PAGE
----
A further provision which is at least of doubtful validity is that contained in section 1, which in effect requires the Governor and Council to determine when a time of industrial distress, arising from scarcity of work, exists among laborers, and to direct the Treasurer and Receiver-General to issue bonds, scrip or certificates of indebtedness to an amount not exceeding the sum of $100,000 in any one year. The powers and duties of the Executive are prescribed by the Constitution, and the Legislature is not authorized to impose upon him duties which do not properly fall within the executive functions vested in him under the Constitution. With respect to the power here sought to be conferred, the authority of the Legislature in the premises may well be questioned. See 1 Op. Atty.-Gen. 172.
To the House of Representatives.
1910 June 13.
MASSACHUSETTS AGRICULTURAL COLLEGE-STATE INSTITU-
To be a state institution implies that the institution, and the work it carries on, is directly under the control of the Commonwealth; that its officers are the agents of the Commonwealth, and that its property is the property of the Commonwealth; and the Massachusetts Agricultural College at Amherst, a public charitable corporation organized under the provisions of St. 1863, c. 220, for educational purposes, and having a distinct corporate existence, does not answer these requirements, and is not, strictly speaking, a State institution.
The trustees of the Massachusetts Agricultural College may not legally, as individuals, purchase land and later sell it to such institution at an increased cost over the original price.
I have the honor to acknowledge the receipt of an order adopted by the Honorable House of Representatives on the 9th day of June, 1910, which is as follows:
Ordered, That the Attorney-General give his opinion. . . to the House of Representatives whether or not in his judgment the Massachusetts Agricultural College at Amherst is a State institution; also, whether the trustees of the Massachusetts Agricultural College, as individuals, have a legal right to purchase land and later sell it to the Massachusetts Agricultural College at an increased price over the original cost.
The first question as to which my opinion is desired is, whether the Massachusetts Agricultural College at Amherst is a State institution.
The Massachusetts Agricultural College was incorporated by St. 1863, c. 220. By that act certain persons were "constituted a body corporate, by the name of the Trustees of the Massachusetts Agricultural College, the leading object of which" should be "without excluding other scientific and classical studies, and including military tactics, to teach such branches of learning as are related to agriculture and the mechanic arts, in order to promote the liberal and practical education of the industrial classes in the several pursuits and professions of life;" and it was provided that "they and their successors, and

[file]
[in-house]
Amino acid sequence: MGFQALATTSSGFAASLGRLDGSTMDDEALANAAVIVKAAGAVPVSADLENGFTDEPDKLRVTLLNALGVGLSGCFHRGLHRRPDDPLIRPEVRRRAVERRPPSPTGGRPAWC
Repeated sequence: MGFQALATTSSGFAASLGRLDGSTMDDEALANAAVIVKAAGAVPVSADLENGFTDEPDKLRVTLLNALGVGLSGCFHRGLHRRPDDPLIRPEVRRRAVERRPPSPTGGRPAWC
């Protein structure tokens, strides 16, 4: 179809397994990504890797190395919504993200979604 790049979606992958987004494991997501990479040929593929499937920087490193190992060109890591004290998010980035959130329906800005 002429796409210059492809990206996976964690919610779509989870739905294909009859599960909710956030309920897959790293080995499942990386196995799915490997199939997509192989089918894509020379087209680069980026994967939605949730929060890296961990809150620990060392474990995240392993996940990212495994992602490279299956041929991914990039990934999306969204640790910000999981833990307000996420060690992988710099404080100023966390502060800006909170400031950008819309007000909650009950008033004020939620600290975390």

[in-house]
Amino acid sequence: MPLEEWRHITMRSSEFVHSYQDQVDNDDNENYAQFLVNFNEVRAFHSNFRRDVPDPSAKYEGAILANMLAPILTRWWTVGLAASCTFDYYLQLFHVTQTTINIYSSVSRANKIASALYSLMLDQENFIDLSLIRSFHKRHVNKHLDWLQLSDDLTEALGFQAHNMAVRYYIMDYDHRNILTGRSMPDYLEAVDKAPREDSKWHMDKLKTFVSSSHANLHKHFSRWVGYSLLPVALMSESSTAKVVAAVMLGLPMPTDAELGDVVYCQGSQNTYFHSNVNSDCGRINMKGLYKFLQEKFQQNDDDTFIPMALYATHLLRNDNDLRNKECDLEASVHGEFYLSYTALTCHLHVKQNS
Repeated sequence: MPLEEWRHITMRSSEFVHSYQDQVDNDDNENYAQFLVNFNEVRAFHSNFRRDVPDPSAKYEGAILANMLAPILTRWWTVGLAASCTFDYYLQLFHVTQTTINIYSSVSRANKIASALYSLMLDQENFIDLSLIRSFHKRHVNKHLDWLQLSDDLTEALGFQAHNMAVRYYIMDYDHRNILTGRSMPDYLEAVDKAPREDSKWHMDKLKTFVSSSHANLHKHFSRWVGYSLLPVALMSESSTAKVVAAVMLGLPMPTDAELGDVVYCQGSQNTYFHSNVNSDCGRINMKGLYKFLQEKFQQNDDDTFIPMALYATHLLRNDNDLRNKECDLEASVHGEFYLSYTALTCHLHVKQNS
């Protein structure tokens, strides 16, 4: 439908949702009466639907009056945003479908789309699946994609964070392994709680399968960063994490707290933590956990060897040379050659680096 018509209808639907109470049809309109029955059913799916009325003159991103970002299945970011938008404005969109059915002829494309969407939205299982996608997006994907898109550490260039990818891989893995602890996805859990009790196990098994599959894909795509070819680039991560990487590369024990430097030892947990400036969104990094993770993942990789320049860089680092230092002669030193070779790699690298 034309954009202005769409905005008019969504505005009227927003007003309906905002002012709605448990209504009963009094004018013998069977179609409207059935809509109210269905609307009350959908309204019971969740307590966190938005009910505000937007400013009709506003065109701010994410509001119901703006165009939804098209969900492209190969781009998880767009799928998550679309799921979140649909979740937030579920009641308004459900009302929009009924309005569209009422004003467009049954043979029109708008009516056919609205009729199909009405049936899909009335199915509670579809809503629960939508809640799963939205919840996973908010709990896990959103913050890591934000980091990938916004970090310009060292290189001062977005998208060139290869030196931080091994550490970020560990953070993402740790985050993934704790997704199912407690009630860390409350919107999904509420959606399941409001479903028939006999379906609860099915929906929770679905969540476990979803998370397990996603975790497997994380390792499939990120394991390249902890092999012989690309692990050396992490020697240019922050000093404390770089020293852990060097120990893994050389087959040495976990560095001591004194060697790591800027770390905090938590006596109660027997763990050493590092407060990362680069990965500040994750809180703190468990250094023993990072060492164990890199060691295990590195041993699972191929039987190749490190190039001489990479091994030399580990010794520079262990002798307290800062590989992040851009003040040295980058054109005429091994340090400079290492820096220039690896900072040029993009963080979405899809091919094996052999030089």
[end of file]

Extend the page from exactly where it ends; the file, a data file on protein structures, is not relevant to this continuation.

such as shall be duly elected members of said corporation, shall be and remain a body corporate by that name forever." The power of removing trustees from the corporation was given to the trustees, but vacancies in the board of trustees were to be filled by the Legislature. The Governor of the Commonwealth, the secretary of the Board of Education, the secretary of the Board of Agriculture, and the president of the faculty were made ex officio members of such corporation (section 1). The corporation was given the usual powers in regard to taking and holding of property, making by-laws, saving a common seal, suing and being sued (sections 2, 3). The Legislature reserved the right to alter, limit, annul or restrain the powers vested in the corporation, and especially to "appoint and establish overseers or visitors of the said college, with all necessary powers for the better aid, preservation and government thereof" (section 5). The corporation was required to report to the Legislature, and it was provided that its location, plan of organization, government and course of study should be subject to the approval of the Legislature (sections 5, 6). The purchase of a site was authorized, and one-tenth part of the moneys received from the State Treasurer from the sale of land scrip by virtue of the provisions of the 130th chapter of the Acts of the Thirty-seventh Congress was appropriated therefor, on the condition that the further sum of $75,000 should be subscribed for the purpose of erecting suitable buildings thereon (sections 6, 7). When the college was established, two-thirds of the annual income from the fund created by the sale of such land scrip was to be paid to its treasurer (section 8). This land scrip represented public land, and was granted by the United States, by the act of Congress above referred to, to the several States, to be invested by them (see sections 4, 5), other than 10 per cent. thereof, and the interest in each State to be appropriated "to the endowment, support and maintenance of at least one college where the leading object" should be "without excluding other scientific and classical studies, and including military tactics, to teach such branches of learning as are related to agriculture and the mechanic arts." It was further